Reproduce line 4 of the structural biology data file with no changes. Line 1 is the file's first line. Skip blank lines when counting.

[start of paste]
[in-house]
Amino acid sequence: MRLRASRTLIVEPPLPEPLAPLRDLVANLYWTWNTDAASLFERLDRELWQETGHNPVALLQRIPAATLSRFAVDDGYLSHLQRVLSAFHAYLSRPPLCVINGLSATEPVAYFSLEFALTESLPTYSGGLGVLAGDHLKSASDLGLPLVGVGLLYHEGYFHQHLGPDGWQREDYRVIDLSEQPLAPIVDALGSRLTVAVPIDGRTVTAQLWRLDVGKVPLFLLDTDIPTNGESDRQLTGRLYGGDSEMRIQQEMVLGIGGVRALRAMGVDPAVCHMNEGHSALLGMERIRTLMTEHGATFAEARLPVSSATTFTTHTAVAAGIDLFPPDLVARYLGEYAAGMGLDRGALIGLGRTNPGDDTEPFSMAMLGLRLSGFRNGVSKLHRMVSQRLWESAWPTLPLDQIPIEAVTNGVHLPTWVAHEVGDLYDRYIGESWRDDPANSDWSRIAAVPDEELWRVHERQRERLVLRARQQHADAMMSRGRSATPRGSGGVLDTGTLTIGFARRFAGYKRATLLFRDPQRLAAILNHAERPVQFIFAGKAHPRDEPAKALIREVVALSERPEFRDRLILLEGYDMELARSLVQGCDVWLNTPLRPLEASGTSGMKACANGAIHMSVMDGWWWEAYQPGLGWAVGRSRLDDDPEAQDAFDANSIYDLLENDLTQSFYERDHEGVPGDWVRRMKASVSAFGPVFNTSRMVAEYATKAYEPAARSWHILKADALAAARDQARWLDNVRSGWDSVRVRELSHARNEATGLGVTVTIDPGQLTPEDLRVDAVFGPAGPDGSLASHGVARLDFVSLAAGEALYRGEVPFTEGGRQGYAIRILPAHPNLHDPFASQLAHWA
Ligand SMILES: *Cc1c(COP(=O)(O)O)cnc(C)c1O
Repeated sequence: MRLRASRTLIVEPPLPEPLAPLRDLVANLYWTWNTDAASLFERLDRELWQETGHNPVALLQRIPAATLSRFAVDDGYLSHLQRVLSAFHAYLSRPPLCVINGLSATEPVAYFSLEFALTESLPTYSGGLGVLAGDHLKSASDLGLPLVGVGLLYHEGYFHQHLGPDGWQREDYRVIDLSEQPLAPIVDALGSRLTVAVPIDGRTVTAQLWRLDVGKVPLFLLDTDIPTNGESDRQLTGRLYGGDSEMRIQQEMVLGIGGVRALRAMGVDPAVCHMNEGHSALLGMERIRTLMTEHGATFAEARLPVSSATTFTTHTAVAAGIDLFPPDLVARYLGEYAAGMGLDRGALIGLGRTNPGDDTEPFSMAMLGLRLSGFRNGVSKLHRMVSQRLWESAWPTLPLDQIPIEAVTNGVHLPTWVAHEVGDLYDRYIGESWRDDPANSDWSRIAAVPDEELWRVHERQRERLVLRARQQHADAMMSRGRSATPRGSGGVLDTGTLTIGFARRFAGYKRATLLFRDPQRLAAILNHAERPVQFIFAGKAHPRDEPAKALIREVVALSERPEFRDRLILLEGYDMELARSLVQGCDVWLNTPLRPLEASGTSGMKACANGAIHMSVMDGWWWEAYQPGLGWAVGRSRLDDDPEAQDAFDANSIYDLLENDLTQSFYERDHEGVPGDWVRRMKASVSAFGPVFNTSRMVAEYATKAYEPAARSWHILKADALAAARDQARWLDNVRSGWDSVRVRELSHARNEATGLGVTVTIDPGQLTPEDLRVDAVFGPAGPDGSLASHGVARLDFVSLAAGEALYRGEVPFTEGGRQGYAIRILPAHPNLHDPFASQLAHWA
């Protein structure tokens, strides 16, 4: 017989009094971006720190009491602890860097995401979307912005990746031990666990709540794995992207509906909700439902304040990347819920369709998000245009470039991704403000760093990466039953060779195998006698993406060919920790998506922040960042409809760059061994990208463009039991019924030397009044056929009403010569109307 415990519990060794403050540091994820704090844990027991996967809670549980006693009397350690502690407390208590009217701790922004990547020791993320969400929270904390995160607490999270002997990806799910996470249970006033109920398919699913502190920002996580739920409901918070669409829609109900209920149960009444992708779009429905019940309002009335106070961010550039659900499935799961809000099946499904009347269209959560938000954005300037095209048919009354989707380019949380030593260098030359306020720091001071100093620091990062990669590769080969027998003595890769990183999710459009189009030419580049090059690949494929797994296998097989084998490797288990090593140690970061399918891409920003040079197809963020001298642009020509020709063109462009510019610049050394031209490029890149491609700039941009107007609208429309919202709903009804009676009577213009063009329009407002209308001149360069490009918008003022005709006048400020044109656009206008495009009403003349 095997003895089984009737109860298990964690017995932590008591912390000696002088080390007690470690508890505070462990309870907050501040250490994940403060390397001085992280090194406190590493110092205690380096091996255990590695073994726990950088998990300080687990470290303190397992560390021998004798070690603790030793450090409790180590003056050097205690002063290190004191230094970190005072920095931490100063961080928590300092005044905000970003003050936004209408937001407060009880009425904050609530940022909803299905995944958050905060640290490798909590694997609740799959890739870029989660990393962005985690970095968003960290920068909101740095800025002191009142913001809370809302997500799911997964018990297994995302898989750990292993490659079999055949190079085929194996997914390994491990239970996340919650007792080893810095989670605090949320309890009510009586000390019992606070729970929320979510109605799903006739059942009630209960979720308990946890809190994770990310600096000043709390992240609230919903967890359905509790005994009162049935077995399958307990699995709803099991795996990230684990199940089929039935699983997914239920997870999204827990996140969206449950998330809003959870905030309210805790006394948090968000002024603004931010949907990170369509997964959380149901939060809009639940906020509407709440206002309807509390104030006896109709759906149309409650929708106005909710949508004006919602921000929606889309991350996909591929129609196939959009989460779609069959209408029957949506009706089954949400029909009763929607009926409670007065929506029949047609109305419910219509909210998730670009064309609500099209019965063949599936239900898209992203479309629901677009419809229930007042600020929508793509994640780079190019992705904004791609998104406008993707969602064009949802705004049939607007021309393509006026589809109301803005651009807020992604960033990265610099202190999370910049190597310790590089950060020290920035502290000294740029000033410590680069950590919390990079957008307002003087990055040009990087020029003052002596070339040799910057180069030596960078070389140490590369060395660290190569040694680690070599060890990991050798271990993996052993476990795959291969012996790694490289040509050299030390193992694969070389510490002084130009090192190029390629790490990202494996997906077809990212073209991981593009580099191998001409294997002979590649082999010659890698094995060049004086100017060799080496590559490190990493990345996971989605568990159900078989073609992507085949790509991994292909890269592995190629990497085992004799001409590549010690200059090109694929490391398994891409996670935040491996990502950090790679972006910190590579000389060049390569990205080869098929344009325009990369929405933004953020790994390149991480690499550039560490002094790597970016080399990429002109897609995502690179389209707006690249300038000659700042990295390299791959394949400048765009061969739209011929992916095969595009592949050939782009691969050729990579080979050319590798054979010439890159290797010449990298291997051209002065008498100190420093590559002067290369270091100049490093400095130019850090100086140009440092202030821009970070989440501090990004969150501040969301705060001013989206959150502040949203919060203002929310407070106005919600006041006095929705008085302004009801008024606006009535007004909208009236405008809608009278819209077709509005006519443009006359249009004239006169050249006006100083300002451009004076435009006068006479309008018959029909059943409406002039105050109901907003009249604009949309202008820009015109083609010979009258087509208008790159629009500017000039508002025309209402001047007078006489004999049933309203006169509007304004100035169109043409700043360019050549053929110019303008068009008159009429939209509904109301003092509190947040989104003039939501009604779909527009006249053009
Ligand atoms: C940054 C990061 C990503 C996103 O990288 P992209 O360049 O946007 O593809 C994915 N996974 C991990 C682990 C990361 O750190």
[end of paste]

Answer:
Repeated sequence: MRLRASRTLIVEPPLPEPLAPLRDLVANLYWTWNTDAASLFERLDRELWQETGHNPVALLQRIPAATLSRFAVDDGYLSHLQRVLSAFHAYLSRPPLCVINGLSATEPVAYFSLEFALTESLPTYSGGLGVLAGDHLKSASDLGLPLVGVGLLYHEGYFHQHLGPDGWQREDYRVIDLSEQPLAPIVDALGSRLTVAVPIDGRTVTAQLWRLDVGKVPLFLLDTDIPTNGESDRQLTGRLYGGDSEMRIQQEMVLGIGGVRALRAMGVDPAVCHMNEGHSALLGMERIRTLMTEHGATFAEARLPVSSATTFTTHTAVAAGIDLFPPDLVARYLGEYAAGMGLDRGALIGLGRTNPGDDTEPFSMAMLGLRLSGFRNGVSKLHRMVSQRLWESAWPTLPLDQIPIEAVTNGVHLPTWVAHEVGDLYDRYIGESWRDDPANSDWSRIAAVPDEELWRVHERQRERLVLRARQQHADAMMSRGRSATPRGSGGVLDTGTLTIGFARRFAGYKRATLLFRDPQRLAAILNHAERPVQFIFAGKAHPRDEPAKALIREVVALSERPEFRDRLILLEGYDMELARSLVQGCDVWLNTPLRPLEASGTSGMKACANGAIHMSVMDGWWWEAYQPGLGWAVGRSRLDDDPEAQDAFDANSIYDLLENDLTQSFYERDHEGVPGDWVRRMKASVSAFGPVFNTSRMVAEYATKAYEPAARSWHILKADALAAARDQARWLDNVRSGWDSVRVRELSHARNEATGLGVTVTIDPGQLTPEDLRVDAVFGPAGPDGSLASHGVARLDFVSLAAGEALYRGEVPFTEGGRQGYAIRILPAHPNLHDPFASQLAHWA